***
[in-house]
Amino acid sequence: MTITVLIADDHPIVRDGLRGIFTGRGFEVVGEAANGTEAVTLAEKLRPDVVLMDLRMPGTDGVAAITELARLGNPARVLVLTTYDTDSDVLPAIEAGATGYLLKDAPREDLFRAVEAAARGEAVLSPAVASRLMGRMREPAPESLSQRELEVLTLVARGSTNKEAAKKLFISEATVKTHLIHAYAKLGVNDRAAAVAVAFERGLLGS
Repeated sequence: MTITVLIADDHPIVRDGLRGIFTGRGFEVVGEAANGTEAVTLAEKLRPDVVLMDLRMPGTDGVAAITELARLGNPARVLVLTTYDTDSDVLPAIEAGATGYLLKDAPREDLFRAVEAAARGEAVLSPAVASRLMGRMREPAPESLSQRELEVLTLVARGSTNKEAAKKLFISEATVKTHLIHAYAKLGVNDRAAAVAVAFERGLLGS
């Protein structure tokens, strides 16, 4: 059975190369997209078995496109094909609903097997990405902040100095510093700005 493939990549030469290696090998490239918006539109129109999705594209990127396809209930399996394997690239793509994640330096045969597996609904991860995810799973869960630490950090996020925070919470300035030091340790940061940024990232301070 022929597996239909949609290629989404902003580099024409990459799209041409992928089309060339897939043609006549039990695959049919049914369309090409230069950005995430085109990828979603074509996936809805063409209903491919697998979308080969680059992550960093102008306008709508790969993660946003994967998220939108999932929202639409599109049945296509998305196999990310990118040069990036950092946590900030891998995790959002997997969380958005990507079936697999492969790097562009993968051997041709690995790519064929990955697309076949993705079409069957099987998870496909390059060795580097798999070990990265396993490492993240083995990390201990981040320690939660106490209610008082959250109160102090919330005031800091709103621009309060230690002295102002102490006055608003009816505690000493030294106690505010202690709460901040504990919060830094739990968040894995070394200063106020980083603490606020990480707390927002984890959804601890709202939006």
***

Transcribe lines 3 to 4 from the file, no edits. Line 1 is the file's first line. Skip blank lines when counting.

Repeated sequence: MTITVLIADDHPIVRDGLRGIFTGRGFEVVGEAANGTEAVTLAEKLRPDVVLMDLRMPGTDGVAAITELARLGNPARVLVLTTYDTDSDVLPAIEAGATGYLLKDAPREDLFRAVEAAARGEAVLSPAVASRLMGRMREPAPESLSQRELEVLTLVARGSTNKEAAKKLFISEATVKTHLIHAYAKLGVNDRAAAVAVAFERGLLGS
């Protein structure tokens, strides 16, 4: 059975190369997209078995496109094909609903097997990405902040100095510093700005 493939990549030469290696090998490239918006539109129109999705594209990127396809209930399996394997690239793509994640330096045969597996609904991860995810799973869960630490950090996020925070919470300035030091340790940061940024990232301070 022929597996239909949609290629989404902003580099024409990459799209041409992928089309060339897939043609006549039990695959049919049914369309090409230069950005995430085109990828979603074509996936809805063409209903491919697998979308080969680059992550960093102008306008709508790969993660946003994967998220939108999932929202639409599109049945296509998305196999990310990118040069990036950092946590900030891998995790959002997997969380958005990507079936697999492969790097562009993968051997041709690995790519064929990955697309076949993705079409069957099987998870496909390059060795580097798999070990990265396993490492993240083995990390201990981040320690939660106490209610008082959250109160102090919330005031800091709103621009309060230690002295102002102490006055608003009816505690000493030294106690505010202690709460901040504990919060830094739990968040894995070394200063106020980083603490606020990480707390927002984890959804601890709202939006």